Who were the Sons of Temperance? How did the Sons of Temperance help Ulysses S. Grant with his alcohol problem?
Ulysses S. Grant dealt with unhealthy alcohol use throughout his life. He eventually joined the Sons of Temperance, a national brotherhood that took a vow of sobriety.
Check out how joining the Sons of Temperance affected Grant.
Grant’s Recognition of His Addiction
Although Grant’s unhealthy alcohol use had debilitating effects, Chernow argues that Grant wasn’t the passive victim of his addiction, but actively recognized it and fought against it. To show as much, Chernow points to Grant’s early membership in temperance movements and his later reliance on his aide in the Civil War, John Rawlins, to enforce his sobriety pledge.
As Chernow relates, Grant joined the Sons of Temperance—a national brotherhood advocating abstinence from alcohol—in the late 1840s, even organizing his own division in Sackets Harbor, where he was stationed. In addition to taking a vow of sobriety, Grant’s membership required him to wear a white sash publicly showing his association with the temperance movement. According to an interview with a friend, Grant joined the Sons of Temperance because he was convinced that abstinence was the only protection from his tendency to misuse alcohol.
(Shortform note: The US temperance movement in which Grant participated was driven heavily by women, who recognized the role that alcohol misuse played in contributing to domestic violence. And although women had little political capital at the time, their temperance movement made political waves by the late 1830s, when they unsuccessfully advocated for a nationwide prohibition of alcohol.)
In addition to joining the temperance movement as a young soldier, Grant also recognized his struggles with unhealthy alcohol use as a colonel at the beginning of the Civil War. Chernow writes that in 1861, Grant appointed John Rawlins—a steadfast advocate of temperance—as his chief of staff, and allowed Rawlins to enforce Grant’s vow of sobriety until the war ended. By making this pledge to Rawlins, Grant showed a willingness to confront his alcohol misuse rather than downplaying its significance.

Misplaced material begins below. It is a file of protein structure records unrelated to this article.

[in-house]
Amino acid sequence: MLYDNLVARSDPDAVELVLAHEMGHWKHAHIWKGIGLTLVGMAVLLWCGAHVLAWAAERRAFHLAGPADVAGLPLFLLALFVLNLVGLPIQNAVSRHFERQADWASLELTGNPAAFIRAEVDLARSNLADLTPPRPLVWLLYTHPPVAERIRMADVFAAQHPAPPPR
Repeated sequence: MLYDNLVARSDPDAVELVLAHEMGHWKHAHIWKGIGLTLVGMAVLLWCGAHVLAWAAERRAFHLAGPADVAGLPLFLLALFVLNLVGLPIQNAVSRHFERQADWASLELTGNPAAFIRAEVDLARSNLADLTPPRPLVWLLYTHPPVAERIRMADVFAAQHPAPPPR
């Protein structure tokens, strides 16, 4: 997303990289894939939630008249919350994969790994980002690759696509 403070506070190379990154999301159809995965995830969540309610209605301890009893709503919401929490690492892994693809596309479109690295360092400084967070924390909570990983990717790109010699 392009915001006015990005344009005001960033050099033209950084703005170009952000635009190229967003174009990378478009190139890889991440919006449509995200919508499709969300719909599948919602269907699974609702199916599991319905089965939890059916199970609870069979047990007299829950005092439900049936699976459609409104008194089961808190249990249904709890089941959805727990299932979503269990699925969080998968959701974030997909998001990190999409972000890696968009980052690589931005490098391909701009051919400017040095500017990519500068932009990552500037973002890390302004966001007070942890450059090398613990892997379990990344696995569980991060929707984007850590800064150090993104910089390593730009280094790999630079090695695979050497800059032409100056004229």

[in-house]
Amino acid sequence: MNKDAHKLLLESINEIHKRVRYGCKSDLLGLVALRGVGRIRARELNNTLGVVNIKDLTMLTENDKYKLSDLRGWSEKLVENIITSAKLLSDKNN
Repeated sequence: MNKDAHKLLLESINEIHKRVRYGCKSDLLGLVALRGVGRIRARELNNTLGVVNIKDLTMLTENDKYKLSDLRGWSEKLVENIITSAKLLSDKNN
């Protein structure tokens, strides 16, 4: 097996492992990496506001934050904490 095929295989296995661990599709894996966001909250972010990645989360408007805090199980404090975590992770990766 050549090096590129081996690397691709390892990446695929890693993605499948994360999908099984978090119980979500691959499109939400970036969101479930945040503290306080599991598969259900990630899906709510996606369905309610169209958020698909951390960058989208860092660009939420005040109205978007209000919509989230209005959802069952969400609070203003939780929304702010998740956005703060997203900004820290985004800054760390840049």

(Shortform note: In 1861, Grant’s decision to enlist an accountability partner was perhaps the best available strategy for addressing his tendency toward alcohol misuse—the first alcohol misuse support group, Alcoholics Anonymous, wasn’t founded until 1935, and experts note that the US military first implemented programs to prevent and detect alcohol misuse in the 1980s, over a century after Grant served in the Civil War.)
Grant’s Relapses Throughout the Civil War
Nonetheless, Chernow contends that Grant struggled to keep his vow to Rawlins during the Civil War. For example, following a key victory in the 1862 Battle of Iuka, Grant allegedly binge drank in St. Louis while outside of Rawlins’s supervision. In a similar vein, Chernow points out that per correspondence from Rawlins himself, Grant indulged in a drinking episode following the 1864 Battle of Cold Harbor, in which Grant’s troops suffered tremendous losses attempting a frontal assault on Robert E. Lee’s army.
(Shortform note: Grant’s experience dealing with occasional relapses is common among people with AUD. According to experts, approximately 70% of individuals dealing with alcohol abuse relapse at some point, although the rate of relapses decreases with each year of sobriety. For example, about 30% of people with AUD relapse in their first year, 20% in their second, but only 10% relapse in years three through five of sobriety.)
However, Chernow notes that both of these instances reveal a general theme: Grant only drank in times of relative peace, never during the heat of battle. So, although Grant occasionally succumbed to unhealthy alcohol use in peacetime, he maintained enough self-control to avoid drinking when his responsibilities were greatest.
(Shortform note: Grant’s ability to restrict his drinking episodes to peacetime suggests he may have been what’s colloquially referred to as a high-functioning alcoholic—someone who, despite struggling with alcohol abuse, is nonetheless able to perform daily tasks successfully. However, experts warn that because high-functioning alcoholics are less likely to display external symptoms of alcohol abuse, they often fail to receive the treatment they need.)